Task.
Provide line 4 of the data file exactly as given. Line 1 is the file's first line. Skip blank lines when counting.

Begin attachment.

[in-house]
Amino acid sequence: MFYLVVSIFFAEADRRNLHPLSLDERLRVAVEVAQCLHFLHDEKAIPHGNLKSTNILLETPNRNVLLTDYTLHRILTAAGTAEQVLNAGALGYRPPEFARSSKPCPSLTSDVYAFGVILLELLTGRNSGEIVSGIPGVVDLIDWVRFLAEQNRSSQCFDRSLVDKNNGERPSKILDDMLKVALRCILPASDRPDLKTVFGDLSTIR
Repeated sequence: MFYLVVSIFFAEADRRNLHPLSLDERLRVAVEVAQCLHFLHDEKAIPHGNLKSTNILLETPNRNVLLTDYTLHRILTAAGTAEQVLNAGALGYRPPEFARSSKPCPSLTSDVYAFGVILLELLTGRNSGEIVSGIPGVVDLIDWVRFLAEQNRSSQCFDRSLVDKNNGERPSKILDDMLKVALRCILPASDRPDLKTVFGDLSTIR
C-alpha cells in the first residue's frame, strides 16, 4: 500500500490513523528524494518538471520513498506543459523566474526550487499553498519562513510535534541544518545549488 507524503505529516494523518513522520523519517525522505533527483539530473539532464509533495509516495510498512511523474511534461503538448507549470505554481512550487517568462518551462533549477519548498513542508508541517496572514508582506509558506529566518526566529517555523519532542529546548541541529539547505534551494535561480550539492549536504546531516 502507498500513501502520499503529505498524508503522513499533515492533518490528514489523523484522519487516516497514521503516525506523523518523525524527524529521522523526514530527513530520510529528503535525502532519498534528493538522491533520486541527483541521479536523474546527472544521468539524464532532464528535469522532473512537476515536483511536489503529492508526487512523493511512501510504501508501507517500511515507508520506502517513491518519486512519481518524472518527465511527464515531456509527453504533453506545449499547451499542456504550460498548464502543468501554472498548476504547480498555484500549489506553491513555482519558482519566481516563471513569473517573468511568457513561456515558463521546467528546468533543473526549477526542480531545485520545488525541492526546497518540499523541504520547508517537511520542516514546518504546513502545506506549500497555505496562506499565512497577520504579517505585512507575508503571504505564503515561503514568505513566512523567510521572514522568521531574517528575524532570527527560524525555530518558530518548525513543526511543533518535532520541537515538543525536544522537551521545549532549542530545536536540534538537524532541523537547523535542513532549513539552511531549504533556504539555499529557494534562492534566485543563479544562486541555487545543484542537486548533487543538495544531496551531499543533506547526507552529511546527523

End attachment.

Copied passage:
C-alpha cells in the first residue's frame, strides 16, 4: 500500500490513523528524494518538471520513498506543459523566474526550487499553498519562513510535534541544518545549488 507524503505529516494523518513522520523519517525522505533527483539530473539532464509533495509516495510498512511523474511534461503538448507549470505554481512550487517568462518551462533549477519548498513542508508541517496572514508582506509558506529566518526566529517555523519532542529546548541541529539547505534551494535561480550539492549536504546531516 502507498500513501502520499503529505498524508503522513499533515492533518490528514489523523484522519487516516497514521503516525506523523518523525524527524529521522523526514530527513530520510529528503535525502532519498534528493538522491533520486541527483541521479536523474546527472544521468539524464532532464528535469522532473512537476515536483511536489503529492508526487512523493511512501510504501508501507517500511515507508520506502517513491518519486512519481518524472518527465511527464515531456509527453504533453506545449499547451499542456504550460498548464502543468501554472498548476504547480498555484500549489506553491513555482519558482519566481516563471513569473517573468511568457513561456515558463521546467528546468533543473526549477526542480531545485520545488525541492526546497518540499523541504520547508517537511520542516514546518504546513502545506506549500497555505496562506499565512497577520504579517505585512507575508503571504505564503515561503514568505513566512523567510521572514522568521531574517528575524532570527527560524525555530518558530518548525513543526511543533518535532520541537515538543525536544522537551521545549532549542530545536536540534538537524532541523537547523535542513532549513539552511531549504533556504539555499529557494534562492534566485543563479544562486541555487545543484542537486548533487543538495544531496551531499543533506547526507552529511546527523